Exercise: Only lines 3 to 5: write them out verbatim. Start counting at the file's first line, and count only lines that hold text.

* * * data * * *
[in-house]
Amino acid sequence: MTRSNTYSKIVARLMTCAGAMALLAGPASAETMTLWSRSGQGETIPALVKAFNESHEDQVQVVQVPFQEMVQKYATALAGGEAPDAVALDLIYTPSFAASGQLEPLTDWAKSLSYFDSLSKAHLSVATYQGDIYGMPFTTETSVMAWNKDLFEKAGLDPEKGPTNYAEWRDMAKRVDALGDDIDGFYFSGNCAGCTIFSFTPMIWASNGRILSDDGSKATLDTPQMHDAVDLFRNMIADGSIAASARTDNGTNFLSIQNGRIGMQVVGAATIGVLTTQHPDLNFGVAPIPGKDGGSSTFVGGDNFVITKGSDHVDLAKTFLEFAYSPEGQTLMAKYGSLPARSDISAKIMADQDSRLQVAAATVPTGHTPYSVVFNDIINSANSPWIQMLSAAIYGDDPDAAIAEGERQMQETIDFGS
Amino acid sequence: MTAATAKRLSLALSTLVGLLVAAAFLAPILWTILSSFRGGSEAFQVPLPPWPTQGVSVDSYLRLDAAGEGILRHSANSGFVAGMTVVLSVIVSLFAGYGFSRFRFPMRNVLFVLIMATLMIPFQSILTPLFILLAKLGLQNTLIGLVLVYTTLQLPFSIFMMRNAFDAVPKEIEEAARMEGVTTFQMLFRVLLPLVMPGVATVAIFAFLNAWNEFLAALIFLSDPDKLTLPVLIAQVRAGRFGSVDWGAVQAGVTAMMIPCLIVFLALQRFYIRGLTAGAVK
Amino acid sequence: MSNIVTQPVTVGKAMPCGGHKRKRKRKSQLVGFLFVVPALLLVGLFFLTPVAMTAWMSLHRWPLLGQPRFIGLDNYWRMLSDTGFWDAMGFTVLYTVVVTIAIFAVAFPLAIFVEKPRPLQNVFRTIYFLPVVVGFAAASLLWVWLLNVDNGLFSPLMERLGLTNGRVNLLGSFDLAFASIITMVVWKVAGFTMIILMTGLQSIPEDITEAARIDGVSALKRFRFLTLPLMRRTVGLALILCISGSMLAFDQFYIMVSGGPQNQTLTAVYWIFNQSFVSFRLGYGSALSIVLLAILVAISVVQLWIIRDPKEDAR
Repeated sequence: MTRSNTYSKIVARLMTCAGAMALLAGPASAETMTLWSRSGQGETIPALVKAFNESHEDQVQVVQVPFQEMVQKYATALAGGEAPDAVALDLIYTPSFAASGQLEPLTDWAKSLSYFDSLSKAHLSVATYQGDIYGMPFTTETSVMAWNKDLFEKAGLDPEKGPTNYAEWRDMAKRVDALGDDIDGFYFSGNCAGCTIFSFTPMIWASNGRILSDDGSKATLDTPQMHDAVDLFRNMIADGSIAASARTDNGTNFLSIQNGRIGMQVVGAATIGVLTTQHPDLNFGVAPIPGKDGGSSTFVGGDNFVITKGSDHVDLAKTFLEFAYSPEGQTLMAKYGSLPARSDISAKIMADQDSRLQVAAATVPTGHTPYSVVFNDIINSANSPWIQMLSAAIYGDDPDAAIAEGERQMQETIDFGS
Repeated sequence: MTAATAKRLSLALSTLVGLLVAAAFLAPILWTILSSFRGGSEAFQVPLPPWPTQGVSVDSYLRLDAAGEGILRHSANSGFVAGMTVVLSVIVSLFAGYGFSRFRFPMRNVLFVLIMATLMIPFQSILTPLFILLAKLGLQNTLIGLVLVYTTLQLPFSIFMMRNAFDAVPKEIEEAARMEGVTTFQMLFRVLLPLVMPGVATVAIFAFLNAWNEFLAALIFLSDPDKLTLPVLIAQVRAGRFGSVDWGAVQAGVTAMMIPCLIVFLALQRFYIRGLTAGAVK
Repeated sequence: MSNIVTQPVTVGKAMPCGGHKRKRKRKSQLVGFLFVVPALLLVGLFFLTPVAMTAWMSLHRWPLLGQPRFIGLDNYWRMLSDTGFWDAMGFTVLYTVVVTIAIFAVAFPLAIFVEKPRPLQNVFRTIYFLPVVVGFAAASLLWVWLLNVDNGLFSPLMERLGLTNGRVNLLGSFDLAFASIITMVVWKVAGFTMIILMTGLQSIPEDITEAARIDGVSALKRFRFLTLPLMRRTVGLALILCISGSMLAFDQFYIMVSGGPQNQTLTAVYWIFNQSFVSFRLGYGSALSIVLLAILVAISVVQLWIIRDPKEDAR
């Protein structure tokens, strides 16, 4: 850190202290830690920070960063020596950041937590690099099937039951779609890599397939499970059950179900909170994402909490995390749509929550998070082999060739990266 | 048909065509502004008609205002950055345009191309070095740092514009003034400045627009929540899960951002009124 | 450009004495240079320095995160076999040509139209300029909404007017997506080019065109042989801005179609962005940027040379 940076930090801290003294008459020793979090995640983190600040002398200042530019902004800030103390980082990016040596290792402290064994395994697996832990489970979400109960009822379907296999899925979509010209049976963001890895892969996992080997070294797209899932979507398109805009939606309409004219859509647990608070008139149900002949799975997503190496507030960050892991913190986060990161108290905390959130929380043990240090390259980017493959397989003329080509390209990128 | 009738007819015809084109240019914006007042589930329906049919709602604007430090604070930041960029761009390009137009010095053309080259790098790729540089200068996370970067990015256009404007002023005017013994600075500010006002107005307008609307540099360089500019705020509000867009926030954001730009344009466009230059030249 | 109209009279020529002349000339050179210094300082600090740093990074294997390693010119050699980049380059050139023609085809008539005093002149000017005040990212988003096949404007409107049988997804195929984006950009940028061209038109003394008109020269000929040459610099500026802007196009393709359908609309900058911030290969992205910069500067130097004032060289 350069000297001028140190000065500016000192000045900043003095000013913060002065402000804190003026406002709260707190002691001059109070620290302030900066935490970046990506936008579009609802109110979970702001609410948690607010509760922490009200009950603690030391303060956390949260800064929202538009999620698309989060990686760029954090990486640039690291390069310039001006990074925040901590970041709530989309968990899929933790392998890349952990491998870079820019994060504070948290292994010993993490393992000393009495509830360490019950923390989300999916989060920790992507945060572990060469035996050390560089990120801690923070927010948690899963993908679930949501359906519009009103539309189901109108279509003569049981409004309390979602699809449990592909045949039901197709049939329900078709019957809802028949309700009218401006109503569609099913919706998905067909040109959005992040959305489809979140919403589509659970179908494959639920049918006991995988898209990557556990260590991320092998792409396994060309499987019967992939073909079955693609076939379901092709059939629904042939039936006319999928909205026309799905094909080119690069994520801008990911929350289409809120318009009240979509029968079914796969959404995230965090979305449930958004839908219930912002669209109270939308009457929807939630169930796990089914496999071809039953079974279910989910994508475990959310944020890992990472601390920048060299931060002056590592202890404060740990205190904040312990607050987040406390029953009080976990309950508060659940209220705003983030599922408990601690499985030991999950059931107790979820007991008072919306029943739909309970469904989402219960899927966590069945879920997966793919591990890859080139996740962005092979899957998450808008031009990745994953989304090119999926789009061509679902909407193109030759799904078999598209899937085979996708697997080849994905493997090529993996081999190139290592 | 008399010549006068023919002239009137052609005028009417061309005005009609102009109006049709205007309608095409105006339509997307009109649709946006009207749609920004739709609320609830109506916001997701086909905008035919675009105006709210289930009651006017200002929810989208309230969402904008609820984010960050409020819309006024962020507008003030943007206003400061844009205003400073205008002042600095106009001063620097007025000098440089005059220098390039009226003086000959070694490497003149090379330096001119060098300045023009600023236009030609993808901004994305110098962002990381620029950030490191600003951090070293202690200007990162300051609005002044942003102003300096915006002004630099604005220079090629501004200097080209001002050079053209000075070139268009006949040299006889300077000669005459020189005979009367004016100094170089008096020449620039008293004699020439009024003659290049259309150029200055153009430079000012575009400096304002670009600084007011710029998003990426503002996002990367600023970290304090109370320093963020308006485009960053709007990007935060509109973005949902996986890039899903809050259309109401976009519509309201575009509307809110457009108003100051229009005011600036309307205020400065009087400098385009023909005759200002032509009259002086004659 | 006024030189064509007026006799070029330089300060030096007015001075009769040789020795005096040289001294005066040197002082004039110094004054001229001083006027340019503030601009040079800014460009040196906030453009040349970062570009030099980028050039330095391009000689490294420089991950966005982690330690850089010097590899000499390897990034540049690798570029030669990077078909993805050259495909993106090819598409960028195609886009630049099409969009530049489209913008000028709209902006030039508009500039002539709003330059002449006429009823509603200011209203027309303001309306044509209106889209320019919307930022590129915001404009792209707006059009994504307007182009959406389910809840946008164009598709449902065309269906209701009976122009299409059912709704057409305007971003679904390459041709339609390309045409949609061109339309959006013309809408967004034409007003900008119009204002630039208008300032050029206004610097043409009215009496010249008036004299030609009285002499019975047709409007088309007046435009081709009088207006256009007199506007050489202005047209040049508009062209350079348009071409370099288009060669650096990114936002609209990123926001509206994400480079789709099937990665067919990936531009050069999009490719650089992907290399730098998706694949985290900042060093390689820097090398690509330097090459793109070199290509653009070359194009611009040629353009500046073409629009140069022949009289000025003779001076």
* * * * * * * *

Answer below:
Amino acid sequence: MTAATAKRLSLALSTLVGLLVAAAFLAPILWTILSSFRGGSEAFQVPLPPWPTQGVSVDSYLRLDAAGEGILRHSANSGFVAGMTVVLSVIVSLFAGYGFSRFRFPMRNVLFVLIMATLMIPFQSILTPLFILLAKLGLQNTLIGLVLVYTTLQLPFSIFMMRNAFDAVPKEIEEAARMEGVTTFQMLFRVLLPLVMPGVATVAIFAFLNAWNEFLAALIFLSDPDKLTLPVLIAQVRAGRFGSVDWGAVQAGVTAMMIPCLIVFLALQRFYIRGLTAGAVK
Amino acid sequence: MSNIVTQPVTVGKAMPCGGHKRKRKRKSQLVGFLFVVPALLLVGLFFLTPVAMTAWMSLHRWPLLGQPRFIGLDNYWRMLSDTGFWDAMGFTVLYTVVVTIAIFAVAFPLAIFVEKPRPLQNVFRTIYFLPVVVGFAAASLLWVWLLNVDNGLFSPLMERLGLTNGRVNLLGSFDLAFASIITMVVWKVAGFTMIILMTGLQSIPEDITEAARIDGVSALKRFRFLTLPLMRRTVGLALILCISGSMLAFDQFYIMVSGGPQNQTLTAVYWIFNQSFVSFRLGYGSALSIVLLAILVAISVVQLWIIRDPKEDAR
Repeated sequence: MTRSNTYSKIVARLMTCAGAMALLAGPASAETMTLWSRSGQGETIPALVKAFNESHEDQVQVVQVPFQEMVQKYATALAGGEAPDAVALDLIYTPSFAASGQLEPLTDWAKSLSYFDSLSKAHLSVATYQGDIYGMPFTTETSVMAWNKDLFEKAGLDPEKGPTNYAEWRDMAKRVDALGDDIDGFYFSGNCAGCTIFSFTPMIWASNGRILSDDGSKATLDTPQMHDAVDLFRNMIADGSIAASARTDNGTNFLSIQNGRIGMQVVGAATIGVLTTQHPDLNFGVAPIPGKDGGSSTFVGGDNFVITKGSDHVDLAKTFLEFAYSPEGQTLMAKYGSLPARSDISAKIMADQDSRLQVAAATVPTGHTPYSVVFNDIINSANSPWIQMLSAAIYGDDPDAAIAEGERQMQETIDFGS